A Mixed Case
96 Viñedos de Páganos 2004 El Puntido (Rioja); $57. As expected, the wine exhibits a dense black color, with mineral, burnt toast and dark fruit on the bouquet. The flavor profile offers cured meat, leather, graphite and plenty of blackberry, mocha, caramel and coffee. Beautiful modern Rioja; a great wine with tremendous complexity and style.
95 Finca Allende 2004 Calvario (Rioja); $105. The bouquet explodes with tobacco, leather, dry oak and waves of berry fruit. In the mouth, the wine sits comfortably on the tongue, with firm tannins offering structure to the bedazzling boysenberry, black cherry and cassis flavors. Long and intoxicating on the finish. It’s 90% Tempranillo and 10% Garnacha and Graciano.
95 Artadi 2004 Pagos Viejos (Rioja); $95. Classic in color, and backed by aromatics of lavender, graphite and pure blackberry. This is not overly weighty, as the acidity keeps it pointed and pure. There’s a lot of elegance and balance to this wine; a perfect example of how to blend multiple vineyards into one excellent whole.
95 Sierra Cantabria 2004 Finca El Bosque (Rioja); $145. What a superb combination of new oak, leather, mineral, mocha and berry fruit this wine delivers. It’s a giant, with a ripped palate of upfront boysenberry and then coffee and vanilla in support. All the power, precision and other attributes of modern Rioja are on display. Best in a few more years. Cellar Selection.
95 Vinos de Telmo Rodríguez 2004 Altos de Lanzaga (Rioja); $105. Masculine and heady stuff, as leather, espresso, smoked meat, mocha and potent blackberry aromas set the stage for an intense, driven, structured palate that’s full of coconut, vanilla bean, cocoa and pure plum and berry. A serious nuevo classico Rioja if there ever was one. Cellar Selection.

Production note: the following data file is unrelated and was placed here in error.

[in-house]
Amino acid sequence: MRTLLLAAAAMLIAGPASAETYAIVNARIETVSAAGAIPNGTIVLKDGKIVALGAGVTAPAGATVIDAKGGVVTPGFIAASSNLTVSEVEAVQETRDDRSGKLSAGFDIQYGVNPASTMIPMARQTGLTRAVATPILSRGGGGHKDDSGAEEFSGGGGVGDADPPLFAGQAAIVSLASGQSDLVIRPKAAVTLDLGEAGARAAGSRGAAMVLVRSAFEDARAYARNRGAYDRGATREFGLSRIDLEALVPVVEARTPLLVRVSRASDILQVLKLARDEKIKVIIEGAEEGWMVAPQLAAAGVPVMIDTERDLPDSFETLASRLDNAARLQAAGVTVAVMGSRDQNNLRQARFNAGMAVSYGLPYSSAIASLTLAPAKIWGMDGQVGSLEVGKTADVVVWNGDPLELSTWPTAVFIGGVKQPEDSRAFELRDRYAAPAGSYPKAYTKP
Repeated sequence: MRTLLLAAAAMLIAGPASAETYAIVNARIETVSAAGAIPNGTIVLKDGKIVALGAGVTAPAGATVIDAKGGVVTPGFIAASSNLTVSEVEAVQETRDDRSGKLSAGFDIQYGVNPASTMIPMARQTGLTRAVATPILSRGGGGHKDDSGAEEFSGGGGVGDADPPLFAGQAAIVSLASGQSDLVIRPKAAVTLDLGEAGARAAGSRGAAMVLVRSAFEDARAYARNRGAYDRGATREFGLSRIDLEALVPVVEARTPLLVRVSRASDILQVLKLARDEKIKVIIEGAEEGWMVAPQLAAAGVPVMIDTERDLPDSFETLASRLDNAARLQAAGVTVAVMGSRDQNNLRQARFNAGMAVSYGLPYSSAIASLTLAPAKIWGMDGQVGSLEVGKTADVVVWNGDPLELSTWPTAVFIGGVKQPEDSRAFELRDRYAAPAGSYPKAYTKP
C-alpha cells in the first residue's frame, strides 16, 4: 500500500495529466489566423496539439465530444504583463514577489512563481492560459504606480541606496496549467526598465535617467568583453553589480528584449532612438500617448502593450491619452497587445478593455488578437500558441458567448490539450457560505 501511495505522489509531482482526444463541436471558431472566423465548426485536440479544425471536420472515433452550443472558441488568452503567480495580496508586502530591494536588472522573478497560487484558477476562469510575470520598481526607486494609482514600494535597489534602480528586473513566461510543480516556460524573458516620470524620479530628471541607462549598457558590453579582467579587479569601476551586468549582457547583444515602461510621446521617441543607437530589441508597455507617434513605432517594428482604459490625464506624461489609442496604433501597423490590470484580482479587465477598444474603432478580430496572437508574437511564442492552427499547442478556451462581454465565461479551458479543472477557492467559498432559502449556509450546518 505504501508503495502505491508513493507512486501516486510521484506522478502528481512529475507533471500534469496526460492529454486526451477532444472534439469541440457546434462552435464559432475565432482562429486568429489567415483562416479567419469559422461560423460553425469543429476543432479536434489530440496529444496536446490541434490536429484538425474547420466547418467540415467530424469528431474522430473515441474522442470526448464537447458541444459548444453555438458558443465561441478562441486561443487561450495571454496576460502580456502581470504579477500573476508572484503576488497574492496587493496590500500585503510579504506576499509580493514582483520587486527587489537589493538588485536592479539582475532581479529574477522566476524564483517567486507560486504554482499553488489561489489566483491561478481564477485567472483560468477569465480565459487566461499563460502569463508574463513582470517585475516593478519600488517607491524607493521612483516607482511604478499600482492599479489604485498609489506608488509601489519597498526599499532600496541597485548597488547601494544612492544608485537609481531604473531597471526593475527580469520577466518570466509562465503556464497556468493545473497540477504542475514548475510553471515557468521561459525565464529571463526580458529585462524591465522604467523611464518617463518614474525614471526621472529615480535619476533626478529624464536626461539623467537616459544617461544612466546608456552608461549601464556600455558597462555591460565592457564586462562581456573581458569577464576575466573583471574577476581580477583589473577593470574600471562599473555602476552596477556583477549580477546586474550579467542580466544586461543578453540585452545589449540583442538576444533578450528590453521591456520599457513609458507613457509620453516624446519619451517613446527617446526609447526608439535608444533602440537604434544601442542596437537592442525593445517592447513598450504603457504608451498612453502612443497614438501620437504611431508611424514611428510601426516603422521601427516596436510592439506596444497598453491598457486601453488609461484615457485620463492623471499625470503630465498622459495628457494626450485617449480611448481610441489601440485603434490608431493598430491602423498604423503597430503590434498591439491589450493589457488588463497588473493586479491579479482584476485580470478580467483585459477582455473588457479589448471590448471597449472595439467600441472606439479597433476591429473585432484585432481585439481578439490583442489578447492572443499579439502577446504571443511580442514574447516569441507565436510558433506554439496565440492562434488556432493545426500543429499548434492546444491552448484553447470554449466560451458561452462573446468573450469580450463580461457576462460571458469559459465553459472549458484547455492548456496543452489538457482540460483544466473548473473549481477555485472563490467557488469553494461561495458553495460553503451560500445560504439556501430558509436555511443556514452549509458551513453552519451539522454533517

94 Bodegas Muga 2004 Aro (Rioja); $194. Plant-by-plant fruit selection leads to intensity, concentration and structure. Aro shows gripping tannins and juicy acidity, and overall it reeks of power and precision. At this early stage it seems like it could last forever. In reality, it should be just right in about seven years. Cellar Selection.
93 Señorío de San Vicente 2004 San Vicente (Rioja); $57. Slightly tighter and more complex than previous years, this single-vineyard wine delivers a ton of spice and herbs on a manly bouquet and palate. Well-blended acids and tannins allow for it to be drunk now or over the next five to eight years.
92 Bodegas Roda 2004 Cirsion (Rioja); $273. Char and chocolate, then a touch of rum raisin and black cherry, and there is your nose. This version of Cirsion, compared to previous years, is a touch soft, raisiny and less complex. But that doesn’t mean you won’t love the wine’s smooth texture, cocoa and baked berry flavors.
91 Marqués de Riscal 2001 Baron de Chirel Reserva (Rioja); $50. Still the current vintage, this wine remains dark violet in color, with vanilla, spice and round fruit on the nose as well as tobacco. It’s just now beginning to mature on the palate, while the finish is still redolent with mocha and chocolate. Hefty, but with nice tannins and balance.
91 Remírez de Ganuza 2003 Reserva (Rioja); $77. Thick, brooding and aromatically mature, this wine delivers heft, grab and balance. It has developed black-fruit flavors followed by a cushioned, soft finish. Drink now and over the next several years as the 2001 gets better and the promising but not yet released 2004 begins to settle.
90 Marqués de Murrieta 2003 Dalmau (Rioja); $100. Dark mineral, toasted French oak and black fruit carry the nose. This is a sturdy, nicely made high-end Rioja, but due to the heat of the year its range of flavors is narrow as it settles on baked plum and molasses. Medium long on the finish, with a lasting taste of chocolate.
90 Martinez Bujanda 2004 Finca Valpiedra Reserva (Rioja); $30. Red fruit is the dominant player on both the raspberry-driven bouquet and the currant- and cherry-laced palate. In the mouth there’s integrity, natural acidity and restrained oak as opposed to heft and unnecessary burnt coffee and chocolate notes. A clean and well-made wine with aging potential. Good upon release and will hold through 2015.
For more information or additional reviews, visit our Buying Guide.